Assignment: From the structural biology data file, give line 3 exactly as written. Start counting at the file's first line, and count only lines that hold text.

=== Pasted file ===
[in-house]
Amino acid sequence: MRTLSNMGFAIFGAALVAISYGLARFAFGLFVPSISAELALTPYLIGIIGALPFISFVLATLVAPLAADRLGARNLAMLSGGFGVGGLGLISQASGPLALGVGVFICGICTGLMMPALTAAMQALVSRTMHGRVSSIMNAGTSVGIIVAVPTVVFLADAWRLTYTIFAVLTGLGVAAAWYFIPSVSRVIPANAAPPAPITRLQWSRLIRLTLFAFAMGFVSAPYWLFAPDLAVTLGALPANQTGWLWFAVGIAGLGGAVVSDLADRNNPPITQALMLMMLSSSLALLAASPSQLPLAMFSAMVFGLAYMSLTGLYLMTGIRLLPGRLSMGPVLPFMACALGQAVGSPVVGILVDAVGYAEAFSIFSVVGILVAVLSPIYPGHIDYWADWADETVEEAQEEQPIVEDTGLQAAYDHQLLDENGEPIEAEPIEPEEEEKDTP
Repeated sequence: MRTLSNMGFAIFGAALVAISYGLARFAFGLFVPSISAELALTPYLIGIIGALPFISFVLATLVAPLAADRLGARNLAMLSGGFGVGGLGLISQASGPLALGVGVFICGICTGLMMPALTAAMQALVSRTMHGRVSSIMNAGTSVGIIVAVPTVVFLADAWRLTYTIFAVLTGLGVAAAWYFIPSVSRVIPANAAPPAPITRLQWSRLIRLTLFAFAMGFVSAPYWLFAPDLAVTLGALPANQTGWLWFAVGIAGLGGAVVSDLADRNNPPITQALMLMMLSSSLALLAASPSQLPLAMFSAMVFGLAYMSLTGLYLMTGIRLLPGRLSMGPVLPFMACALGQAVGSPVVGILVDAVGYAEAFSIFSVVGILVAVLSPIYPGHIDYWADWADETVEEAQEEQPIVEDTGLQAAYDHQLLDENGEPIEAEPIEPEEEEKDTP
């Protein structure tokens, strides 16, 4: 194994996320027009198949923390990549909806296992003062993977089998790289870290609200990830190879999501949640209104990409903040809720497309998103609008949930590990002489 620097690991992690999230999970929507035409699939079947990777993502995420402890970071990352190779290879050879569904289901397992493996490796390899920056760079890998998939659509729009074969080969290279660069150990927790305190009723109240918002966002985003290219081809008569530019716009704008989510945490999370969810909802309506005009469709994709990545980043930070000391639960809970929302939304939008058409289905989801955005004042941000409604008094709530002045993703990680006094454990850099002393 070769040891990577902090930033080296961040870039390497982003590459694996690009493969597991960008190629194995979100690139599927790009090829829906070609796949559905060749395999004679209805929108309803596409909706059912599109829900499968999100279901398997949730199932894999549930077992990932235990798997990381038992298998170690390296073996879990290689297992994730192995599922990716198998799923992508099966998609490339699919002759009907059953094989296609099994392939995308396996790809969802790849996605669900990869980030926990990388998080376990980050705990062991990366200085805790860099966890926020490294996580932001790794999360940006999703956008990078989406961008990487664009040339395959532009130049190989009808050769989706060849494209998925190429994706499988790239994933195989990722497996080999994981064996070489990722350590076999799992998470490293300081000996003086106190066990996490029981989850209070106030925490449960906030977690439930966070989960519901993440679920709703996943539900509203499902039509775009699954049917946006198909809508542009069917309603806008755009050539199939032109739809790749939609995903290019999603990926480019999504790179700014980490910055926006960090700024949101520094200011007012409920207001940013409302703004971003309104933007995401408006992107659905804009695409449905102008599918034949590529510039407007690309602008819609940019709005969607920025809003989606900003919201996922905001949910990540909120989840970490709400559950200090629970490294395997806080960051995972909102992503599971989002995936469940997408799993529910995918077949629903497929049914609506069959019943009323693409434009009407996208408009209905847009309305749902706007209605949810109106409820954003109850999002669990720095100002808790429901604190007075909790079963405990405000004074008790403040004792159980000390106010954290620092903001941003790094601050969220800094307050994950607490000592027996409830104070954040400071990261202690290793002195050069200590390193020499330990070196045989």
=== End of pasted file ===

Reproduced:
Repeated sequence: MRTLSNMGFAIFGAALVAISYGLARFAFGLFVPSISAELALTPYLIGIIGALPFISFVLATLVAPLAADRLGARNLAMLSGGFGVGGLGLISQASGPLALGVGVFICGICTGLMMPALTAAMQALVSRTMHGRVSSIMNAGTSVGIIVAVPTVVFLADAWRLTYTIFAVLTGLGVAAAWYFIPSVSRVIPANAAPPAPITRLQWSRLIRLTLFAFAMGFVSAPYWLFAPDLAVTLGALPANQTGWLWFAVGIAGLGGAVVSDLADRNNPPITQALMLMMLSSSLALLAASPSQLPLAMFSAMVFGLAYMSLTGLYLMTGIRLLPGRLSMGPVLPFMACALGQAVGSPVVGILVDAVGYAEAFSIFSVVGILVAVLSPIYPGHIDYWADWADETVEEAQEEQPIVEDTGLQAAYDHQLLDENGEPIEAEPIEPEEEEKDTP